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There are three issues concerning what you eat the day of the flush:



1. Ease of digestion. You need to eat in a manner that will allow for speedy digestion of the food you eat on the day on the day of the flush. This is required to ensure that your bowel has an easy time prior to dealing with the Epson salts and flush potion. Having any food in the stomach and upper gut may cause some unnecessary discomfort. In general you have to cater for two meals; breakfast and lunch. The best way to ensure a speedy digestion of food is to avoid large complicated meals. For example, a mixture of protein, carbohydrate and acid fruit (including tomatoes) can lie in the stomach for 4 hours. In many respects fat isn't the problem because our digestive system is design to process it.



2. Avoid nausea. It is important not to consume anything that is going to contribute to nausea after the flush potions are taken. This reinforces the requirement to eat simple meals that are digested quickly and don't cause dehydration. Eating large amounts of carbohydrate requires the intake of addition water.



3. Conserve bile. The protocol requires that the food eaten doesn't reduce the bile pressure and flow to a level that reduces the effectiveness of the flush. That means restricting ones fat intake.



These three conditions if taken literally can make eating decisions on the day difficult but remember that the flush protocol is design as a one-size-fits-all. In my opinion there is room for manoeuvre and you can eat a little fat, for example, as yoghurt, as a salad dressing, as butter on bread, etc. The key is moderation; after all you don't want to blow-out the flush for the sake of two meals. The consensus of the group is to food combine on the day of the flush, which suits vegetarians and carnivores alike. I follow the Hay recommendation as follows:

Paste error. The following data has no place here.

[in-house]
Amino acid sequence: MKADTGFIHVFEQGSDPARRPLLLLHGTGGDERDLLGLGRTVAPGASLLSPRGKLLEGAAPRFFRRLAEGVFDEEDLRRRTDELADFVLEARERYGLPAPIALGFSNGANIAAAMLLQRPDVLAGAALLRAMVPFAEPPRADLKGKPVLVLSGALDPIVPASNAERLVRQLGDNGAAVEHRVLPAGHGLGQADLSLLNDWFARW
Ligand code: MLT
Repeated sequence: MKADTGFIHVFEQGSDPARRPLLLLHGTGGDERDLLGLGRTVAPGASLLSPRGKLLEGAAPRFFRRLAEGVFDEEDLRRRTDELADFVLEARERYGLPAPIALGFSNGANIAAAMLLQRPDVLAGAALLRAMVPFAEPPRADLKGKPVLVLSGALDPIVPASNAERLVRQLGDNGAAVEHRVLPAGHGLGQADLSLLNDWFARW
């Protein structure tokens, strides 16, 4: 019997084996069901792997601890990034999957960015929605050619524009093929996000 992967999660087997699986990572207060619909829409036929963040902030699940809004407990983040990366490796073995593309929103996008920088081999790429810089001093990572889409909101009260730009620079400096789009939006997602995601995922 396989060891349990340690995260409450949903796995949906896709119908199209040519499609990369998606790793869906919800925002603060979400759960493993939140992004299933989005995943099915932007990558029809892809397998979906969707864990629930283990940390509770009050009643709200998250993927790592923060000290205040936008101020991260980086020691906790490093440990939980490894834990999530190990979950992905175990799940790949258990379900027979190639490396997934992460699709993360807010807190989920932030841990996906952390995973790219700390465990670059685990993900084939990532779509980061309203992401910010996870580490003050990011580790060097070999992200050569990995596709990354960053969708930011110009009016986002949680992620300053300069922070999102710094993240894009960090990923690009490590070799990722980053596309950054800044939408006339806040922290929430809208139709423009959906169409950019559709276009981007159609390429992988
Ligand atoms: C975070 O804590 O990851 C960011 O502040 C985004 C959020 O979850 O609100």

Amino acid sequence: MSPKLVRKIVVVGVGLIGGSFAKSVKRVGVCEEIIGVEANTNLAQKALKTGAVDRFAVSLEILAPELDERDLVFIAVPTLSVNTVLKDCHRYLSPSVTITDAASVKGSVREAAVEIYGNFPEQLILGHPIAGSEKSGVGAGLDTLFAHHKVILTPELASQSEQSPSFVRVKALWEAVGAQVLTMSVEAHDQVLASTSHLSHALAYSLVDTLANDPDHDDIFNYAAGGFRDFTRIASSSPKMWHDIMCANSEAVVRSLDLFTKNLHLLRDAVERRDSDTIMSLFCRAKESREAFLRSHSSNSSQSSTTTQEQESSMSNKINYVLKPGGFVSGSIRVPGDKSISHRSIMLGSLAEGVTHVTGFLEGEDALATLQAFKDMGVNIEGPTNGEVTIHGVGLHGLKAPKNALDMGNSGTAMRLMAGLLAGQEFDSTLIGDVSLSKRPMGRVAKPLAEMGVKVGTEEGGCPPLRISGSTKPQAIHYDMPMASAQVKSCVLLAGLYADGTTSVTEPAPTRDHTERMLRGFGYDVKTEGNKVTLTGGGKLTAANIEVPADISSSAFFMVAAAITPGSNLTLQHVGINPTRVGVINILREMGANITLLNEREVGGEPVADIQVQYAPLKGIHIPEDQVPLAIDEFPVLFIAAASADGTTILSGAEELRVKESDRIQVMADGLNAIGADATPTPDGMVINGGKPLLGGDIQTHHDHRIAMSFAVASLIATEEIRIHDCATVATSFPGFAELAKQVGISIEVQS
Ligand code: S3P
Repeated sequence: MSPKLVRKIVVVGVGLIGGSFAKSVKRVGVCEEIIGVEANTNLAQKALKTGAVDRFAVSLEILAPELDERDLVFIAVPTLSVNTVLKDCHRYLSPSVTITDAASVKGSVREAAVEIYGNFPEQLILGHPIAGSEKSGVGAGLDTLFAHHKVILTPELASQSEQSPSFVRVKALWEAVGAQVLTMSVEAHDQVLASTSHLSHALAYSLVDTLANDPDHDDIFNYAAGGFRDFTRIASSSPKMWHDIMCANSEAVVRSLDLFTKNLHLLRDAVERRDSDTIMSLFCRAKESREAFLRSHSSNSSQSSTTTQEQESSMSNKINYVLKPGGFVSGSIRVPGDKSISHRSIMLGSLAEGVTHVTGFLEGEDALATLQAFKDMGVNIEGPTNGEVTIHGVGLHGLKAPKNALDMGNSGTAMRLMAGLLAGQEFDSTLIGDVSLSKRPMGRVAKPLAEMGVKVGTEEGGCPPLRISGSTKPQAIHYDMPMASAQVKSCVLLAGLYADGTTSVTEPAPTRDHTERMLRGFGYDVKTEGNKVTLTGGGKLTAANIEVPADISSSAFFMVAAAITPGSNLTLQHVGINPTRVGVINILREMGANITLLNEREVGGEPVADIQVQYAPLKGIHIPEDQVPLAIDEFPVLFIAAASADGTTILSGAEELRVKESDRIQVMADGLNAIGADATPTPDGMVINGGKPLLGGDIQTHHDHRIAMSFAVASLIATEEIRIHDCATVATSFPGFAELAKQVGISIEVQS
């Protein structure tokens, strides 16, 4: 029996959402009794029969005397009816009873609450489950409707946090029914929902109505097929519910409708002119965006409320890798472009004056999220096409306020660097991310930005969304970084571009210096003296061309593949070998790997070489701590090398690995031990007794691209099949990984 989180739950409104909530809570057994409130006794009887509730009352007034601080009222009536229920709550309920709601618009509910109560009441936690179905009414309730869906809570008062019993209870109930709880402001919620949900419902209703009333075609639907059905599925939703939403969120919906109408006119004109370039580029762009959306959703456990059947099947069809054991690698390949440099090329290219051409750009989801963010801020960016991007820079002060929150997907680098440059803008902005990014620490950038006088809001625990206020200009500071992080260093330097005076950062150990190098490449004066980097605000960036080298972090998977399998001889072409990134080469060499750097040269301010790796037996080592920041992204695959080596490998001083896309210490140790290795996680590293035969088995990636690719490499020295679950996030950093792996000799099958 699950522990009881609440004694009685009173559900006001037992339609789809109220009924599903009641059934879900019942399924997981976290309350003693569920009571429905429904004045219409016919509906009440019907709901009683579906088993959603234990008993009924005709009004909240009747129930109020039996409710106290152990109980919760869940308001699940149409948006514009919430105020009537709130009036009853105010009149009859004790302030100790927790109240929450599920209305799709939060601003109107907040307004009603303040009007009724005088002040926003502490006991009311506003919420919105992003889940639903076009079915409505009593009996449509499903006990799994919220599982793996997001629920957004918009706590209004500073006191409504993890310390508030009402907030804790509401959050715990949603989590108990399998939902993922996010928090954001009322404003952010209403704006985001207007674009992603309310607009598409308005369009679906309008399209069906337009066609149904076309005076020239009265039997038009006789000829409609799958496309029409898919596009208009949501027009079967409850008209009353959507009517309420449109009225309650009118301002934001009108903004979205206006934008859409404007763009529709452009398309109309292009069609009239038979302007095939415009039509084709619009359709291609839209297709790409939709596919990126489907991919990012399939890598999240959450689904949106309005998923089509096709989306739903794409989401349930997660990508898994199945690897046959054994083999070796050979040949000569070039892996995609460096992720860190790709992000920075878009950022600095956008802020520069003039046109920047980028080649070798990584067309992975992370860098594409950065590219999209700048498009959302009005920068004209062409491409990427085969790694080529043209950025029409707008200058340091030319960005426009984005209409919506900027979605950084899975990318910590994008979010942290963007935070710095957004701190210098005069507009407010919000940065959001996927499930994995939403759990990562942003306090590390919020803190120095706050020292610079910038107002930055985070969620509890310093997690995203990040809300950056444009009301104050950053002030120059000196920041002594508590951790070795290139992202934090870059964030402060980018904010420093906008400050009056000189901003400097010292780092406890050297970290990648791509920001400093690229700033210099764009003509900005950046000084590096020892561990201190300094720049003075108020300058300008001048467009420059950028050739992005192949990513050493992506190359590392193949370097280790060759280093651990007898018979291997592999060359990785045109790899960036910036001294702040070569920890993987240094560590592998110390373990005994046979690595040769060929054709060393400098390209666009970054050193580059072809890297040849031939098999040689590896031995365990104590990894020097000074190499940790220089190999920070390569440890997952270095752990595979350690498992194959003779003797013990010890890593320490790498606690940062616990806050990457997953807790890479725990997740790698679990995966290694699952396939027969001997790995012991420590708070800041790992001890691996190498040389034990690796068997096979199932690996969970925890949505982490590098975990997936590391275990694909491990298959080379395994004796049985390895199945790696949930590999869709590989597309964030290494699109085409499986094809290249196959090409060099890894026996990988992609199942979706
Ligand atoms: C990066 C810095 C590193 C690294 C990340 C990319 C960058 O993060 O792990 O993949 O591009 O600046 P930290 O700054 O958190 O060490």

THE HAY RULES FOR HEALTH



Starches and sugars should not be eaten with proteins and acid fruits at the same meal.
Vegetables, salads and fruits (whether acid or sweet) if correctly combined should form the major part of the diet.
Proteins, starches and fats should be eaten in small quantities.
Only whole grains and unprocessed starches should be used and all refined and processed foods should be eliminated from the diet.
Not less than four hours between starch and protein meals.
Milk does not combine well with food and should be kept to a minimum.
Don't mix foods that fight, see below chart.




List A
List B
List C

Proteins
Neutral Foods
Starches

All meat
Most vegetables
Biscuits

All poultry
All salads
Bread

Cheese
Seeds
Cakes

Eggs
Nuts
Crackers

Fish
Herbs
Oats

Soya Beans
Cream
Pasta

Yoghurt
Butter
Potatoes


Olive oil
Rice



Sugar/Honey



Sweets






Mix anything from List A with List B
Mix anything from List C with List B
Never mix List A and C!
Mix vegetables or salads with pulses i.e. beans/lentils - make these and unprocessed foods the main part of your diet.


 

 
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